Please, click here to read this article in pdf format: august-4-2009 We are back from a relaxing time with friends, at the shores of Lake Huron, only to find that I may have now to update my views. Let’s see: -Equities: Everyone always needs a benchmark. To judge my view on equities, I read on [...]
Please, click here to read this article in pdf format: august-4-2009
We are back from a relaxing time with friends, at the shores of Lake Huron, only to find that I may have now to update my views. Let’s see:
Everyone always needs a benchmark. To judge my view on equities, I read on Friday the voice that is perhaps the most bearish in the market, the one that calls for lower lows before 2010 (S&P500 below 666). For the sake of honesty, this analyst (that will remain anonymous) is calling for an S&P500 reaching 1022-1050pts before October, when the sell-off should begin (The sell-off would be triggered by disappointing sales figures and weak consumer data). Thus, so far, things (including yesterday’s close at 1002.63, +1.53%) are playing out according to plan. However, the analysis is a bit inconsistent, in my opinion. It calls for inflation after the sell-off (within the next 12 months, with oil and gold at above $100 and $1,500 respectively) and it bases the pessimism in the naturally intuitive failure that the transfer of losses from private to public sector represents. I believe the inconsistency with an inflationary scenario (i.e. asset prices falling and consumer prices rising) is clear by now. The other point, the one about the failure in transferring losses, well, that is precisely what makes this crisis unique. I would say that such failure is a certainty, when you deal with local, closed economies. However, when you have global coordination of monetary policies by the biggest central banks (i.e. liquidity suppliers) ensuring the market remains liquid; well…a forced sell-off seems unlikely. In conclusion, given the high respect I have for this analyst’s opinions, if the sell-off will come when macro data disappoints and so far the data is not disappointing, and if you share my view that a globally coordinated debasement can be successful, you should believe we cannot see equity prices falling. If we cannot see equity prices falling and macro data continues to improve, then sooner rather than later, we should be seeing higher equity prices. Thus, I have to update my view about errant, stagnant equity prices, in favor of higher levels. Perhaps a key level to hold this view in S&P500 can be 944pts.
Until now, I firmly believed the yield curve would remain steep. It was a view that played well. However, from now on, I am in doubt. Late action and speeches by the Fed indicate that an exit strategy would favor an increase in short-term interest rates. The increase would be driven by interest paid on reserves and of course, the Fed’s withdrawal from Treasury auctions. However, as I’ve been relentlessly repeating, the problem is the fiscal deficits. And I think you would side with me if I said that I don’t think these deficits will decrease. The deficits for 2009 and 2010 are estimated to be approx. $1.35 trillion and $1.23 trillion respectively, without including any healthcare reform. How big is this? To put it in perspective, on July 29th, Bank of America’s Credit Strategy team published a report (Situation Room: “Rolling over the mountain of High Yield debt”), where they expressed concern on the market’s capacity to refinance high yield loan maturities estimated at $361BN, starting in 2013. If $361BN four years down the road is of concern….how about $1.23 trillion just next year???!!!! You can now pretty much see how significant the crowding-out effect is starting to be. Each dollar that goes to buy Treasuries should in theory (that is, if is hasn’t been printed out of nowhere!) not be available to refinance high yield debt. Therefore, with ongoing stratospheric fiscal deficits until at least 2011, any increase in short term rates will be validated by the Treasury. The question then arises on the value of the USD….If we are going to have higher short-term rates, should we not see the USD gaining value? It is possible, but it is certainly too early for me to answer this. I remain very vigilant then.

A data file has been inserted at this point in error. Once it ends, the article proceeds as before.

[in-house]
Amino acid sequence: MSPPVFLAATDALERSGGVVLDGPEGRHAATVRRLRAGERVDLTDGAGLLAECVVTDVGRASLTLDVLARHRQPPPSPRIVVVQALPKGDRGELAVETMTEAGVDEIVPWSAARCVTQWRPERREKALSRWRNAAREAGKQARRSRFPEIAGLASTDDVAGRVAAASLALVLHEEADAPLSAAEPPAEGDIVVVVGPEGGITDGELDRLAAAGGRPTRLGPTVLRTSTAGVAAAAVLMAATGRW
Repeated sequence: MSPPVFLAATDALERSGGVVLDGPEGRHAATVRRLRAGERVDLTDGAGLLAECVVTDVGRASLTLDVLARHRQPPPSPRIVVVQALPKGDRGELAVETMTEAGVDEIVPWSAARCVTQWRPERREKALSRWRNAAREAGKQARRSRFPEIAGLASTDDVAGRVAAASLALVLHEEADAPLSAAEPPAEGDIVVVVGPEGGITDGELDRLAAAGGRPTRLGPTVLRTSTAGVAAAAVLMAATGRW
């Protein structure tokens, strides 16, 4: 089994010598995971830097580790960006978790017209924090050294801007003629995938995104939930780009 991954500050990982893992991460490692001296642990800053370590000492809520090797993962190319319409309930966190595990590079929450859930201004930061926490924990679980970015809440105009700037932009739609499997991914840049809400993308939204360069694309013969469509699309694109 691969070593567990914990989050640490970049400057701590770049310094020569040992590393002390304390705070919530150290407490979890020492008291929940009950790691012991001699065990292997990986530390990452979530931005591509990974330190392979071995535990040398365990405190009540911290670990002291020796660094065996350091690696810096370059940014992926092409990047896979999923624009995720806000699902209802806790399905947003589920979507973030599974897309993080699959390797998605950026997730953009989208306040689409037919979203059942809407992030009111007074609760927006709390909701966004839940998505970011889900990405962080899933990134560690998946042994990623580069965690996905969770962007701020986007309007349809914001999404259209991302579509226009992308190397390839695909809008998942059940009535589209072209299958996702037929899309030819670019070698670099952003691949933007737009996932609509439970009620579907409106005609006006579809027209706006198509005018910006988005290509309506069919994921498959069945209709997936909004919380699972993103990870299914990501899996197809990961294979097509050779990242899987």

Onto other things now, I have been doing a fair amount of reading this long weekend. In general, I’ve found a certain level of complacency. Analysts are beginning to point to favorable economic data to validate the rally in equities and credit. Even relative value trades (i.e. HY loans vs. HY bonds) are recommended on the basis of better economic metrics. Make no mistake; as much as this crisis was all about de-leveraging, this rally is all about re-leveraging. It is all playing out on the back of enormous amounts of monetized debt that will have to be paid, sooner or later. Yes, it can take years to become visible, but the tears will be there nonetheless. In fact, if all this nonsense of financial regulation ends up being passed in the US Congress (and in other countries as well), the pain will be unbearable. And if this monetization is ever challenged by the markets or faces political obstacles leading to un-coordination, the dream we are currently living will turn into a horrible nightmare in no time.